The end of the race is a blur. I had filled my playlist with upbeat celebratory songs, but I remember none of them. I know there were considerably more spectators, and I’m grateful for the woman who was screaming “don’t you dare walk now!”, but beyond that my home stretch was lackluster. I made it across the finish line, quickly ate a banana, grabbed a bottle of water and a bag of pretzels, and sat—tired and sore and dehydrated—on a bench on the riverfront.

Lessons Learned

My official finish time was 2:34:02. That’s slower than I wanted but not nearly as bad as I expected. I ran the first half of the race in 1:13:16, which is aligned with my plan, but also shows that I was pushing too hard given the heat and humidity. I should’ve slowed more, but my training (much of which had taken place in cooler months) hadn’t accounted for that. I also suspect that the missed cross-training sessions would’ve helped with my aerobic base and thus my too high heartrate.

I also ended the race with a mess of blisters. This started occurring during the 10+ mile training runs, but I didn’t take it too seriously. The blisters were minor, and I was wearing good socks and good shoes. On race day, with the extra distance and extra sweat, the blisters were much worse. I need to better assess what’s happening in training and solve those problems when they first appear. There were other assorted post-race aches and pains that signaled a need for better prep and training.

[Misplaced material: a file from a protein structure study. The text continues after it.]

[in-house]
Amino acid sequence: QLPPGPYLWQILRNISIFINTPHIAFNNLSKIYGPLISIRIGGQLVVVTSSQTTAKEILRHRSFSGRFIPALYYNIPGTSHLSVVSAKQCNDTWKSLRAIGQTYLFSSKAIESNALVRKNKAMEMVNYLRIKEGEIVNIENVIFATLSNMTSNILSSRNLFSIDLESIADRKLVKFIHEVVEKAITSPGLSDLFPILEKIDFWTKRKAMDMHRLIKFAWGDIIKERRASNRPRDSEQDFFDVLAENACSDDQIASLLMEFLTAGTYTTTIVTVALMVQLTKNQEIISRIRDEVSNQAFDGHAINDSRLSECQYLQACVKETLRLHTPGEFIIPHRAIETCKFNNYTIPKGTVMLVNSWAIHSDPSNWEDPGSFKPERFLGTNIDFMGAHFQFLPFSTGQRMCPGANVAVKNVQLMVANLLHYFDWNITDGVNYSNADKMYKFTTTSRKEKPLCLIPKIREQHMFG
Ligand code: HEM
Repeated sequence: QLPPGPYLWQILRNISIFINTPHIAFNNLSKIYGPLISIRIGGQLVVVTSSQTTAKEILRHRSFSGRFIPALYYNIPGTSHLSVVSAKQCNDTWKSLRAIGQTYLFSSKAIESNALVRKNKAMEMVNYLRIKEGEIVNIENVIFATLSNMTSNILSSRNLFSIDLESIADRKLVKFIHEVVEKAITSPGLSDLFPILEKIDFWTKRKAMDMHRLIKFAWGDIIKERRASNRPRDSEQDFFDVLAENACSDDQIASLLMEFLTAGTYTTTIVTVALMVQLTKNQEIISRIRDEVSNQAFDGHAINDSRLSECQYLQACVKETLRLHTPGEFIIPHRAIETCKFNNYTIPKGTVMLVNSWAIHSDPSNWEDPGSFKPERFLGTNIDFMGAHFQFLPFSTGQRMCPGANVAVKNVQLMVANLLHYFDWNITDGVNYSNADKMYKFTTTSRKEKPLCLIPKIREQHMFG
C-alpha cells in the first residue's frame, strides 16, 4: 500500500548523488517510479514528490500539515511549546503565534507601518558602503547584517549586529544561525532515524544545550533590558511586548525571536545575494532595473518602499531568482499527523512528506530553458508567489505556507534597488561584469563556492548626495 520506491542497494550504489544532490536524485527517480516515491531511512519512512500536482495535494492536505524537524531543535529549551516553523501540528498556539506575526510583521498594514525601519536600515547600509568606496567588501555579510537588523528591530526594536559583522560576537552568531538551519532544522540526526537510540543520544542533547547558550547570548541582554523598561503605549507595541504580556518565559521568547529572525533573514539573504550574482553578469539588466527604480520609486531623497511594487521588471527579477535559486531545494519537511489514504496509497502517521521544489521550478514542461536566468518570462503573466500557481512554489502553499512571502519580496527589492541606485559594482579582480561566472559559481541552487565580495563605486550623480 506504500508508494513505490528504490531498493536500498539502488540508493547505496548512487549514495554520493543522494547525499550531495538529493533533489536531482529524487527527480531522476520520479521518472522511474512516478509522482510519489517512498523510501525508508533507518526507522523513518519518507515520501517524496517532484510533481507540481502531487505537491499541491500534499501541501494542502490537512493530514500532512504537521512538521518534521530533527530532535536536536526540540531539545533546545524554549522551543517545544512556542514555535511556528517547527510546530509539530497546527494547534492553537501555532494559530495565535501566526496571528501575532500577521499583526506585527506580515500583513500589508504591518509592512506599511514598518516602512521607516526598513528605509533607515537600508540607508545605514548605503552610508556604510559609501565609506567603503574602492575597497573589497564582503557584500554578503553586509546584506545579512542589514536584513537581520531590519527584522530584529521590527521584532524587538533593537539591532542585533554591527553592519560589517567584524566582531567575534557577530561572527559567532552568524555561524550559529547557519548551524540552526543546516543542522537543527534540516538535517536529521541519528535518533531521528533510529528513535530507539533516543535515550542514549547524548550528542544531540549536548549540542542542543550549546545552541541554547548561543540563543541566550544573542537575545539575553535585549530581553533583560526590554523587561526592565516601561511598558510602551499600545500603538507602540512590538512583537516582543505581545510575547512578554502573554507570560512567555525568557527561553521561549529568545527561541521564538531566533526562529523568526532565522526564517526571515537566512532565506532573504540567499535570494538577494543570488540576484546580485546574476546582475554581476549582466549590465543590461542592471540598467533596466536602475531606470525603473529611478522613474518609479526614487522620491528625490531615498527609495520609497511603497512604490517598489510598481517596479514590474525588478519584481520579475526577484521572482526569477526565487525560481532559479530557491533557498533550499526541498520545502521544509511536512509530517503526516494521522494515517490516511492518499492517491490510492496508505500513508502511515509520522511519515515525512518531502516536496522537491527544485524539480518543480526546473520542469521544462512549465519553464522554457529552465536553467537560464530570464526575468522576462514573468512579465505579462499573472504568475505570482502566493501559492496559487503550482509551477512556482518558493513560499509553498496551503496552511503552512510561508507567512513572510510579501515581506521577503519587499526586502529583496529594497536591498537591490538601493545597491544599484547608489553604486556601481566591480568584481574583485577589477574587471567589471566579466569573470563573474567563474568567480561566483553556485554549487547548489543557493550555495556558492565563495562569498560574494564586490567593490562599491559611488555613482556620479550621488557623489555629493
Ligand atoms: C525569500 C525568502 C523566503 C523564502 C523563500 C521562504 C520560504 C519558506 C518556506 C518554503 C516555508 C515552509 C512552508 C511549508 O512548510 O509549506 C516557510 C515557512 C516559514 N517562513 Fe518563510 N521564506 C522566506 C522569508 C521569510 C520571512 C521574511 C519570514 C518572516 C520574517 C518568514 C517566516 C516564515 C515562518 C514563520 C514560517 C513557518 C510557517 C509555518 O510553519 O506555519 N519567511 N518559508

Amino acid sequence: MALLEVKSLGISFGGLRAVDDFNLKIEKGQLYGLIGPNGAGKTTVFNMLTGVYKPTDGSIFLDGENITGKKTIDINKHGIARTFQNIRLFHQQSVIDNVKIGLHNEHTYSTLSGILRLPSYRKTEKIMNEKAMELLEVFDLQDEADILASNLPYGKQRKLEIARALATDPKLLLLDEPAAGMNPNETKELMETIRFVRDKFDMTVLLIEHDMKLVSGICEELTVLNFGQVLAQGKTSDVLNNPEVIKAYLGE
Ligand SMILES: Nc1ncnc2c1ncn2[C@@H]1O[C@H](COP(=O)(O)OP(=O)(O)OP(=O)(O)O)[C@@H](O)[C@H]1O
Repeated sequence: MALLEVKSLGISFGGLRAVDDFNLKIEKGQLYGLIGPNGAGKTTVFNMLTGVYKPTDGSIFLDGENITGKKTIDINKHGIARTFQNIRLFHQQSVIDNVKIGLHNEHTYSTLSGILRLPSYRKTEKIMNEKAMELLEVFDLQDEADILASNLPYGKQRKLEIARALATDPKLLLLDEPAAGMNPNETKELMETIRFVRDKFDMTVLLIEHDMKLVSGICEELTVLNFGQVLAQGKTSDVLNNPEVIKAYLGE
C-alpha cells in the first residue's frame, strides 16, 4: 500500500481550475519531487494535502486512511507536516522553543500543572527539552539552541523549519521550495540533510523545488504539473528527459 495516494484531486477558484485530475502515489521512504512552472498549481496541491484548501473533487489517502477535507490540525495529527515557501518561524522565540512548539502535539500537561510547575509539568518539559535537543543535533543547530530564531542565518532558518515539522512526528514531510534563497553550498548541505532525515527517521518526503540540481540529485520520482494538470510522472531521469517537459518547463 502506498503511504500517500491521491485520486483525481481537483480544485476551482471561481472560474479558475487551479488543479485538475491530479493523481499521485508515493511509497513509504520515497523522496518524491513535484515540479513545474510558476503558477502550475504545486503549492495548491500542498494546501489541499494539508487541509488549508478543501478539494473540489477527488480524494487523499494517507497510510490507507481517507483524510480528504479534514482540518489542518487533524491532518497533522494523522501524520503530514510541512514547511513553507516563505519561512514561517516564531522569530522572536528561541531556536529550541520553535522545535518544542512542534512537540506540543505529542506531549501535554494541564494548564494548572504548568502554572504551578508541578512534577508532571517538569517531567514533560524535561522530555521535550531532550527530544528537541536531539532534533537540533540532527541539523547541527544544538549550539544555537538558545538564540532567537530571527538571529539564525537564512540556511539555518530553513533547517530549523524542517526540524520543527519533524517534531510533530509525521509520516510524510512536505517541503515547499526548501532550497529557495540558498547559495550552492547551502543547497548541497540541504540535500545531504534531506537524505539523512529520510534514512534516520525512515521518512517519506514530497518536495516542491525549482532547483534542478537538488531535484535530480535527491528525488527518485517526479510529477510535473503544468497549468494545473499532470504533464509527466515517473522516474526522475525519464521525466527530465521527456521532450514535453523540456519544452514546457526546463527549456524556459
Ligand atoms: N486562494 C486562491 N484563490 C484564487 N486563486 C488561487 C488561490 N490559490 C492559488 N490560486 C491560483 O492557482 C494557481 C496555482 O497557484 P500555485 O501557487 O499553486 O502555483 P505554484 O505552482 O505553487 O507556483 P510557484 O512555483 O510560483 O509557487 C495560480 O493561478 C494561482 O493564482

Crossing the finish line was surprisingly anticlimactic. I ran a half marathon! But also: the process of training for a half marathon was over. The morning runs, the long runs, the tempo workouts, the speed days—I’d found a lot of joy in the work. And moving across the finish line meant that section of the work was now complete. I was proud of the accomplishment but also mourning its end.

In the days since, however, I’ve found more joy in the whole of it. And I’ve made a plan for what’s next. A 10K in the fall to practice speed at a longer distance. Then some fall training and maybe a 5K before starting next year’s half marathon planning.

I’ve registered for the 2025 Flying Pig, and I’m ready to start again.

Tim Lockridge @timlockridge